How Mars Went From Warm and Wet to Cold and Dry
Solar wind and radiation stripped the Red Planet of its thick atmosphere, says new research, cooling the planet and diminishing the ability of liquid water to exist.
The surface of Mars today — as seen from the myriad of robotic space missions sent to explore our next-door neighbor — appears cold and desert-like, and its whisper-thin atmosphere doesn’t shield the planet from a bombardment of radiation from the Sun. But all indications point towards the Red Planet being warmer and wetter in the past, with a much thicker, protecting atmosphere.
We may now have the answer to the long-standing mystery of what brought about the change. Scientists from NASA’s MAVEN (Mars Atmosphere and Volatile Evolution Mission) spacecraft have determined that solar wind and radiation stripped away the Martian atmosphere, transforming Mars from a planet that could have supported life billions of years ago into a frigid, dry world. Their findings appear in the journal Science.
“We’ve determined that most of the gas ever present in the Mars atmosphere has been lost to space,” Bruce Jakosky, principal investigator for MAVEN, said in a press release. “The team made this determination from the latest result, which reveals that about 65 percent of the argon that was ever in the atmosphere has been lost to space.”
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Argon is a stable “noble gas” and the only process that can remove it to space is a physical process called “sputtering” where atoms are physically knocked away from the atmosphere due to impacts from energetic particles from the Sun, called solar wind.
The researchers used argon gas measurements to determine the amount of other gases that would have been lost by the same mechanism. Their findings suggest that Mars' atmosphere was probably once as thick as Earth's, but made primarily of carbon dioxide. But that thicker, life-giving atmosphere has since been lost, leading to huge changes to the Red Planet's climate since its formation.
Earth’s atmosphere and magnetic field protects our planet from the effects of solar wind. Mars, too, once had a strong magnetic field, produced by a dynamo effect from its interior heat. But as the smaller planet cooled, Mars lost its magnetic field. Jakosky and the MAVEN team tie the magnetic field loss to the atmospheric loss on Mars.
“The evidence points to Mars having had a magnetic field early in its history, but then the field shutting off around 4.1 billion years ago,” Jakosky said in an email. “The magnetic field would have caused the solar wind to stand off from the atmosphere, as it does on Earth, and thereby protect the atmosphere. I suspect that it was the turn-off of the magnetic field that allowed the turn-on of stripping of the atmosphere by the solar wind.”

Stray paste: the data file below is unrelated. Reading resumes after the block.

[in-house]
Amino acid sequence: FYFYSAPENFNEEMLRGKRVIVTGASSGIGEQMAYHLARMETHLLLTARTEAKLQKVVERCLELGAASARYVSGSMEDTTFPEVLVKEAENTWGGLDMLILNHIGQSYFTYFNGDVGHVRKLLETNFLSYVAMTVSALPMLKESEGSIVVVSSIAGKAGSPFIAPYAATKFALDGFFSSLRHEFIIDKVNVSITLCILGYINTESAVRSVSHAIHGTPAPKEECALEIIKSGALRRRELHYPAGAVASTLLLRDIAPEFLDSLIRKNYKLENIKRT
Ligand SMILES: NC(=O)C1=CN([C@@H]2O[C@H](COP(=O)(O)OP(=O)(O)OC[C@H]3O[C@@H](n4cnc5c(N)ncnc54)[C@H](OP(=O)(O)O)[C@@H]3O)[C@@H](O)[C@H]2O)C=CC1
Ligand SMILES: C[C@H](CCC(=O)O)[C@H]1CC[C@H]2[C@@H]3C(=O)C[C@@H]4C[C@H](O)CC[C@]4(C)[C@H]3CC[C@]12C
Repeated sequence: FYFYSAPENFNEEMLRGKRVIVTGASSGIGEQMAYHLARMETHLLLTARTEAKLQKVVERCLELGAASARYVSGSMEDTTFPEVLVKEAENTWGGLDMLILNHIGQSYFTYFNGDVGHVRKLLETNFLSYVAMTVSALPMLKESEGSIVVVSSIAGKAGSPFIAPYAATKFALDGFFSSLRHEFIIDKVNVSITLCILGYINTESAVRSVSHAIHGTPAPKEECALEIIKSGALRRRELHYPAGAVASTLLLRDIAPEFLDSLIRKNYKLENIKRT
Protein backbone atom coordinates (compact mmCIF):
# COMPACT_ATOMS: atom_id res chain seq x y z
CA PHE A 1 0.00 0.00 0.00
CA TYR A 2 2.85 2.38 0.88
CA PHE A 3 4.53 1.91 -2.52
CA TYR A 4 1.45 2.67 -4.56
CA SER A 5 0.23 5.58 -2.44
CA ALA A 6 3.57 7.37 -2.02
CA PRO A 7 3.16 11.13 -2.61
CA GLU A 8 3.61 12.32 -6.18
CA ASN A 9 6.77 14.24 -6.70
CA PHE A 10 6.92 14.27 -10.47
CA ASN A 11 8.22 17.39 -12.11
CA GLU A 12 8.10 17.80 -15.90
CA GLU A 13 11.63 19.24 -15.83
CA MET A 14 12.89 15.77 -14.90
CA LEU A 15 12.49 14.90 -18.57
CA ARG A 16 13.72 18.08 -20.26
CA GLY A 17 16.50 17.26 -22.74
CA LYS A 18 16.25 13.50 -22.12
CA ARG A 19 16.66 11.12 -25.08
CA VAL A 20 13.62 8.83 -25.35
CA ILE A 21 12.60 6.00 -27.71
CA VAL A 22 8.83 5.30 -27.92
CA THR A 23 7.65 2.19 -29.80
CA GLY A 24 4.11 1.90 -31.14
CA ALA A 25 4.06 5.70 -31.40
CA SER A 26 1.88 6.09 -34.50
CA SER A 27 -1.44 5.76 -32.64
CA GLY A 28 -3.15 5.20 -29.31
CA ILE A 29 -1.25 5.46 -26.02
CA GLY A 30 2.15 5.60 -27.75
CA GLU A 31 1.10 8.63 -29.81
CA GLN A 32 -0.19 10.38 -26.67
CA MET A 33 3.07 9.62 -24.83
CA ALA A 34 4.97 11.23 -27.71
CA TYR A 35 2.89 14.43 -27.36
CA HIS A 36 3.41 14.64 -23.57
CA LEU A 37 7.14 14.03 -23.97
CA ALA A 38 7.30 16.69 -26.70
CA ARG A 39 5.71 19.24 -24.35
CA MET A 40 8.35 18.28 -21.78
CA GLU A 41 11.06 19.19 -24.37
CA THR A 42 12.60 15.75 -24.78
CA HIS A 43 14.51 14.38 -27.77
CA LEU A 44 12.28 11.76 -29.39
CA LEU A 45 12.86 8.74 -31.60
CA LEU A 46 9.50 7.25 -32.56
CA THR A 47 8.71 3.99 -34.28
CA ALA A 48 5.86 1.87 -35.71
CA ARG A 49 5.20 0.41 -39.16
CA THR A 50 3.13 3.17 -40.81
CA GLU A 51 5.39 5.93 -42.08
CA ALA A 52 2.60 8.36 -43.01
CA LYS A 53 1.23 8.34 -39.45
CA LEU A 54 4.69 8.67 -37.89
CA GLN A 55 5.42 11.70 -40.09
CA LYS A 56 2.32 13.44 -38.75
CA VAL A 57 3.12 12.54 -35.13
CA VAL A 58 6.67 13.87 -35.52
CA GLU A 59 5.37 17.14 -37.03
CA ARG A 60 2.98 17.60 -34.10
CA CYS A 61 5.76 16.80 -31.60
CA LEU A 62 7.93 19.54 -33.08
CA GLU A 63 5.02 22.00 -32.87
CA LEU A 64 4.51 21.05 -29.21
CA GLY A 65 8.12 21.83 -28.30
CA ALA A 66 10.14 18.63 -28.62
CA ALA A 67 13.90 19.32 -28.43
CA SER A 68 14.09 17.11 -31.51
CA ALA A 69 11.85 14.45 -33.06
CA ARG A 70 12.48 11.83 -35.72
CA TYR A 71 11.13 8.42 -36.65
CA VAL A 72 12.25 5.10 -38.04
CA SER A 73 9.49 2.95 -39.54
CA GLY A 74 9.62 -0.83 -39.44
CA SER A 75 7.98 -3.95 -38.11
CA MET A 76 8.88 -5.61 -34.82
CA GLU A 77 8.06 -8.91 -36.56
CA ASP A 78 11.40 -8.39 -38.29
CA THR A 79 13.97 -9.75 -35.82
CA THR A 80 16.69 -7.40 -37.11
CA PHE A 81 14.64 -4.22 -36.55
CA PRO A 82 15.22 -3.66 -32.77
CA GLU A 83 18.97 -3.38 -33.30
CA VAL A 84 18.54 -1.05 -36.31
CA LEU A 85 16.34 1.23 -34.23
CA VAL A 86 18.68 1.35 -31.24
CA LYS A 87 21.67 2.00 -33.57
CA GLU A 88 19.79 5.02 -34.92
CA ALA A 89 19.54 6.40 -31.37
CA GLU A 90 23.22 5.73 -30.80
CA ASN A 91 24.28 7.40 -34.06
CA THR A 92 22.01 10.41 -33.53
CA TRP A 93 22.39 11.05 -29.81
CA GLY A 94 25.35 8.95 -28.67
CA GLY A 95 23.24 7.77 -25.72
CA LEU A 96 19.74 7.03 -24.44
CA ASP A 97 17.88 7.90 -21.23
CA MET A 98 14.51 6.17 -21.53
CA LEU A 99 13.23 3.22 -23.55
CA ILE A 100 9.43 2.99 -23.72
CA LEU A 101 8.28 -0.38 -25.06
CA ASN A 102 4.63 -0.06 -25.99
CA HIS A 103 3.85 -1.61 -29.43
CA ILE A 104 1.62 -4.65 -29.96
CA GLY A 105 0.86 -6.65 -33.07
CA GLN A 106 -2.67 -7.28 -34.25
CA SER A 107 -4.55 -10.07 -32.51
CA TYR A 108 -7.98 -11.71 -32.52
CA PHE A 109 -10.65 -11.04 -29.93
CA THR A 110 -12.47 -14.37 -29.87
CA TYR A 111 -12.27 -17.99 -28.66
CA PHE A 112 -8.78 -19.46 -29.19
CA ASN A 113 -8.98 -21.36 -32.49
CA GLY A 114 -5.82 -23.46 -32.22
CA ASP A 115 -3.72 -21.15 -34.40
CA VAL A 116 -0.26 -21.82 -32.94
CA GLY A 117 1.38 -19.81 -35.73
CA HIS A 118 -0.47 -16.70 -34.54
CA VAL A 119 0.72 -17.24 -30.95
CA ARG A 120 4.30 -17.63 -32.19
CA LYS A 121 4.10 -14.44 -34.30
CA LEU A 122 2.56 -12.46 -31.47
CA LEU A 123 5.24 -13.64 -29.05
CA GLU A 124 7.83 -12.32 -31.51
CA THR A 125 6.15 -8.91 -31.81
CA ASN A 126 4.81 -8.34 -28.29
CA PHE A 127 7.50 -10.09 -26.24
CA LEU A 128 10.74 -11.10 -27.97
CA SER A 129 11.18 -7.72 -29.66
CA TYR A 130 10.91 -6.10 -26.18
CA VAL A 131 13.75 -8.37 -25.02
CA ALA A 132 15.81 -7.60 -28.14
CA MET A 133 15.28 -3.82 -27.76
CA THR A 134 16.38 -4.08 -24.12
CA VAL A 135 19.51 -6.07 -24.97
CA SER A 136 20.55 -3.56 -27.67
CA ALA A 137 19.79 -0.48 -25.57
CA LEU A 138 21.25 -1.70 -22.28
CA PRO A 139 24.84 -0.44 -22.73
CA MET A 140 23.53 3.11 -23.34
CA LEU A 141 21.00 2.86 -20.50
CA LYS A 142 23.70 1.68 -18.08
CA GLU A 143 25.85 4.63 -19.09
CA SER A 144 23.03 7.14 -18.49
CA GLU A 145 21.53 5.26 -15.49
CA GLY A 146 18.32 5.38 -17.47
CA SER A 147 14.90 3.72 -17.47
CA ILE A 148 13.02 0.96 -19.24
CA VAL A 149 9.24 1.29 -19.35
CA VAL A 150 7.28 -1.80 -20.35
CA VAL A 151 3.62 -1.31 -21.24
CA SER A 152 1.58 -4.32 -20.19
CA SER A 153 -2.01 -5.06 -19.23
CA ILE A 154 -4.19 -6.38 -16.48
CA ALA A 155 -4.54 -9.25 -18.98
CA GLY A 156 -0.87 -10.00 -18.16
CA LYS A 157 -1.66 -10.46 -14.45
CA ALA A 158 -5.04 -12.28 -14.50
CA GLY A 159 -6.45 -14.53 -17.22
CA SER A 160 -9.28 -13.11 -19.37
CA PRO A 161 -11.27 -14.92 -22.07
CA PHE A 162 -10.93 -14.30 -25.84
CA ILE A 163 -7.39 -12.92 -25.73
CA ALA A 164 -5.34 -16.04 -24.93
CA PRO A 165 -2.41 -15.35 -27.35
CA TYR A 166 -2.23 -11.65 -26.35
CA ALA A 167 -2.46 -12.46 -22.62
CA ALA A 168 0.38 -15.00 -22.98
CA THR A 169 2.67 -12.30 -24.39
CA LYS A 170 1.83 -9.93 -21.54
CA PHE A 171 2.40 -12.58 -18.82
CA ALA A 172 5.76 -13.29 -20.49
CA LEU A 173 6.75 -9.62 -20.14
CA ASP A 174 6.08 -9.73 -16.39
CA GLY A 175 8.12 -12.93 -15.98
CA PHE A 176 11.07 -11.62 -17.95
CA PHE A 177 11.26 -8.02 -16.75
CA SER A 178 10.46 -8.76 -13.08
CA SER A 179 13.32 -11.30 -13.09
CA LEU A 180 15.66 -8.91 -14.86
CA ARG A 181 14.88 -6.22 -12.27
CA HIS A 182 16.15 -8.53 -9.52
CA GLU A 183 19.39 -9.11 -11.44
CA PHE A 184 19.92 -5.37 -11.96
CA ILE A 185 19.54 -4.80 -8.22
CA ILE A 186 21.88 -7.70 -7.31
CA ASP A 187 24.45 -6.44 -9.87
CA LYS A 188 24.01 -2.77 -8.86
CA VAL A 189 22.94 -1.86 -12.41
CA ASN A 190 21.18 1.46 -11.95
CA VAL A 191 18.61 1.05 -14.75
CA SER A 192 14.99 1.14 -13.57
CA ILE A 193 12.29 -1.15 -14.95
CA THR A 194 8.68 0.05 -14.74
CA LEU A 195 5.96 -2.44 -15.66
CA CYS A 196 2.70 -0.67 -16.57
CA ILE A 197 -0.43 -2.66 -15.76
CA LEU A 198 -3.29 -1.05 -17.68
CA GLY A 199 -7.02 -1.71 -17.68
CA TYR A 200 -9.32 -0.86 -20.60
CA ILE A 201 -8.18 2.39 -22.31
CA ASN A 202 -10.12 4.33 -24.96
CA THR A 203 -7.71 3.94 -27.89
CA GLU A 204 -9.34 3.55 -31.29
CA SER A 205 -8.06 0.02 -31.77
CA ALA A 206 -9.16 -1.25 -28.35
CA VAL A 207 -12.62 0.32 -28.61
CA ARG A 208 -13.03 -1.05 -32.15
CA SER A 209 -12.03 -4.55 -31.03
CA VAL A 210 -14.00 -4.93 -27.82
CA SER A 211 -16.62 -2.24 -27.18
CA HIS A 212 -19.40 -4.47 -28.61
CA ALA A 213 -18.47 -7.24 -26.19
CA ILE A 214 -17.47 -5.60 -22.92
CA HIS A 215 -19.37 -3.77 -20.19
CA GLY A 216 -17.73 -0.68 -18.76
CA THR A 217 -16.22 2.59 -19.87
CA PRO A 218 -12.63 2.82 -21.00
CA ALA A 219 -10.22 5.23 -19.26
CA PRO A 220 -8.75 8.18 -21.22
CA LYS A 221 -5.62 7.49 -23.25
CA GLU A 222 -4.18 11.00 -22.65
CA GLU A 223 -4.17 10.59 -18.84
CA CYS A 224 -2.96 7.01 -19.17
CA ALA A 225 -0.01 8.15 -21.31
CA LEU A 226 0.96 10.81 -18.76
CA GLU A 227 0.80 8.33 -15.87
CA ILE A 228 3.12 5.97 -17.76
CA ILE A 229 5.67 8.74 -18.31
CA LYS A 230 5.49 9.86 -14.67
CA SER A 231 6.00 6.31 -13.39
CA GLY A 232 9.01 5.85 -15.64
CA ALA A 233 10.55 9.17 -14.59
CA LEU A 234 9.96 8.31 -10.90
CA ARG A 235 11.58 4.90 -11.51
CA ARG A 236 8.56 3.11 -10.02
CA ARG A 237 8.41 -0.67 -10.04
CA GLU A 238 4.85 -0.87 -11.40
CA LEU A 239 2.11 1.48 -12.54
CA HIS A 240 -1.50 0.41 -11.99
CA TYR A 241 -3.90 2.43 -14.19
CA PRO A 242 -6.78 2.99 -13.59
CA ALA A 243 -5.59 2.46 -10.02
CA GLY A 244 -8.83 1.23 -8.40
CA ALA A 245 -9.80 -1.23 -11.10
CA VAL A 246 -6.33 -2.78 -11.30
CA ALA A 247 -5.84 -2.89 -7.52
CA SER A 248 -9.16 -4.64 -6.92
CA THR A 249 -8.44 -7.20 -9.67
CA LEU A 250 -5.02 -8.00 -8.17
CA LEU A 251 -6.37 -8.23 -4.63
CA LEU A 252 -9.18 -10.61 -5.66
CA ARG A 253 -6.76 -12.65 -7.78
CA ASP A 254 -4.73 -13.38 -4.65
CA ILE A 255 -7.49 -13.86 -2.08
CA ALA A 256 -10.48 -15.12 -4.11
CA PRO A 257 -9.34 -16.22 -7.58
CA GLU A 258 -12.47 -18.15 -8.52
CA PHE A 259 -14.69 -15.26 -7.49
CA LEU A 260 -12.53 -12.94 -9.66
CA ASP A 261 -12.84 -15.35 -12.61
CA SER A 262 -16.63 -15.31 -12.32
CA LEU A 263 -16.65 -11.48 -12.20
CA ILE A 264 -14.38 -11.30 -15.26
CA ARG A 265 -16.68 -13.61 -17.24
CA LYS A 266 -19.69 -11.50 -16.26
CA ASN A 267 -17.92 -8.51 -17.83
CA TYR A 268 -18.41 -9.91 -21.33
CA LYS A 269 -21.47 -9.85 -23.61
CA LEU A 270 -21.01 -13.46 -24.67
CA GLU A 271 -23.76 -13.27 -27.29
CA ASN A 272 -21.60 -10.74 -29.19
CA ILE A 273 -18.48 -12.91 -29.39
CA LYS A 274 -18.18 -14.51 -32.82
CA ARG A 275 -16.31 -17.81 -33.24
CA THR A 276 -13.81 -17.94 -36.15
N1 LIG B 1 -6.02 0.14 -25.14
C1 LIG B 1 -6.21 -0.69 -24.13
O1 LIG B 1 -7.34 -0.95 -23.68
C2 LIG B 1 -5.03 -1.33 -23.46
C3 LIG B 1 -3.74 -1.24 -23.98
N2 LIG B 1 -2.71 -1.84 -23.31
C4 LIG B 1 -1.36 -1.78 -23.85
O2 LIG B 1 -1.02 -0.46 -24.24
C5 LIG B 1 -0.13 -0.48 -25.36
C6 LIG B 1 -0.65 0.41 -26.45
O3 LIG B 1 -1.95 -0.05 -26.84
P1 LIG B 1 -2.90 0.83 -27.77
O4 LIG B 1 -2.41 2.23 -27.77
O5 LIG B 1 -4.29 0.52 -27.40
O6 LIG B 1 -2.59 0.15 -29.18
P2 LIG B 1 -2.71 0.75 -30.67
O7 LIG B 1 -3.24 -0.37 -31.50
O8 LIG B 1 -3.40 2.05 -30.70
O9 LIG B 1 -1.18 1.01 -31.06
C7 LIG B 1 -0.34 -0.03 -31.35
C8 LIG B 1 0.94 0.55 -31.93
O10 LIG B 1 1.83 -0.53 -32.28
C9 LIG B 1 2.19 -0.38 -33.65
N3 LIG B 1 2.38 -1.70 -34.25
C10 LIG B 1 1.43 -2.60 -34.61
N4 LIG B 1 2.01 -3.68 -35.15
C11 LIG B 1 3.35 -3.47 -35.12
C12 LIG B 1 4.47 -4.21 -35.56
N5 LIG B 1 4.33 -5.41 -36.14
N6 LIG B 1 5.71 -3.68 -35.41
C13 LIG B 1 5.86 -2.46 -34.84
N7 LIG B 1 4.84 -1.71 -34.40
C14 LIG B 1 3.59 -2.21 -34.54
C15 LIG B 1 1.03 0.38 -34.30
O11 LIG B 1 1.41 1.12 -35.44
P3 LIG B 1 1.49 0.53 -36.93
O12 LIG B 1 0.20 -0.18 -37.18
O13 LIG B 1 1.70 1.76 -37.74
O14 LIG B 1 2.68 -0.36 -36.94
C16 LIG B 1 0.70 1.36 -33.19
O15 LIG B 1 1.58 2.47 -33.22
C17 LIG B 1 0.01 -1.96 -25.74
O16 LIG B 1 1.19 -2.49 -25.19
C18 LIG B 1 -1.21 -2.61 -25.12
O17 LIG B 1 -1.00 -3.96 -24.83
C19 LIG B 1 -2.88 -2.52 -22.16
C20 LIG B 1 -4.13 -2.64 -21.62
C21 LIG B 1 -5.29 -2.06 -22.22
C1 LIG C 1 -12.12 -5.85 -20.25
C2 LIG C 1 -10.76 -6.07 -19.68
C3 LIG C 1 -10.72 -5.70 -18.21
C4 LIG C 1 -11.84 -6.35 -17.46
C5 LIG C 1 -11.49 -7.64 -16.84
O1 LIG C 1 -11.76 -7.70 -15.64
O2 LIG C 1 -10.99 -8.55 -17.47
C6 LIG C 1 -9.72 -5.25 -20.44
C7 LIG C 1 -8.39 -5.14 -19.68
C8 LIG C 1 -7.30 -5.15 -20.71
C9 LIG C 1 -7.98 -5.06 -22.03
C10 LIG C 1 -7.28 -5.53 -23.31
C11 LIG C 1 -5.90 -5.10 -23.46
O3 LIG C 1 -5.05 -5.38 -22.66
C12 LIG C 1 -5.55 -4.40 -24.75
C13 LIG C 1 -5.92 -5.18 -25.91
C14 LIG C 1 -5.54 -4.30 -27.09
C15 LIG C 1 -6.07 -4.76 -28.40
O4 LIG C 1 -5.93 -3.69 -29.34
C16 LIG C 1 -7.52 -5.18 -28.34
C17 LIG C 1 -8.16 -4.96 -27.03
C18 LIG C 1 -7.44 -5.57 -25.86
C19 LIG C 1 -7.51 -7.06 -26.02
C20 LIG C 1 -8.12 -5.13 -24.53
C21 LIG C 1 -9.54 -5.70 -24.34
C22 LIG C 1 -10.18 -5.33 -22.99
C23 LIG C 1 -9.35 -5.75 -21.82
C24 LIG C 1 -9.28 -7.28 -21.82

The team used MAVEN’s Neutral Gas and Ion Mass Spectrometer instrument to estimate Mars’ past atmosphere. They also used measurements from the Martian surface collected by the Mars Science Laboratory (MSL) Curiosity rover.
Other data from the rover indicates that lakes and rivers were likely present for millions of years in order to create the sedimentary layers of Mount Sharp and other water-related features in Gale Crater.
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Jakosky said the two missions complement one another and help create a full picture of Mars’ past.
“Their [MSL’s] results show that liquid water was present,” he explained. “Our results tell us that the thicker atmosphere that provided the heating that allowed water to be present was lost to space. That is, the thick atmosphere was stripped away by the sun and solar wind, and the thinning of the atmosphere caused the cooling of the planet that diminished the ability of liquid water to exist.”
Of course, the biggest question is whether or not Mars ever supported life. We know that liquid water is essential for life, and multiple missions have found evidence of water on Mars. An atmosphere high in concentrations of CO2 might also have lent support to life on the Red Planet.
“There are two connections here,” Jakosky noted. “The first is that the thick CO2 atmosphere is what would have allowed liquid water to exist and thereby allowed life to exist at the surface. The second is that the high abundance and availability of CO2 would have made carbon accessible to organisms, and this is a necessary ingredient to supporting life.”
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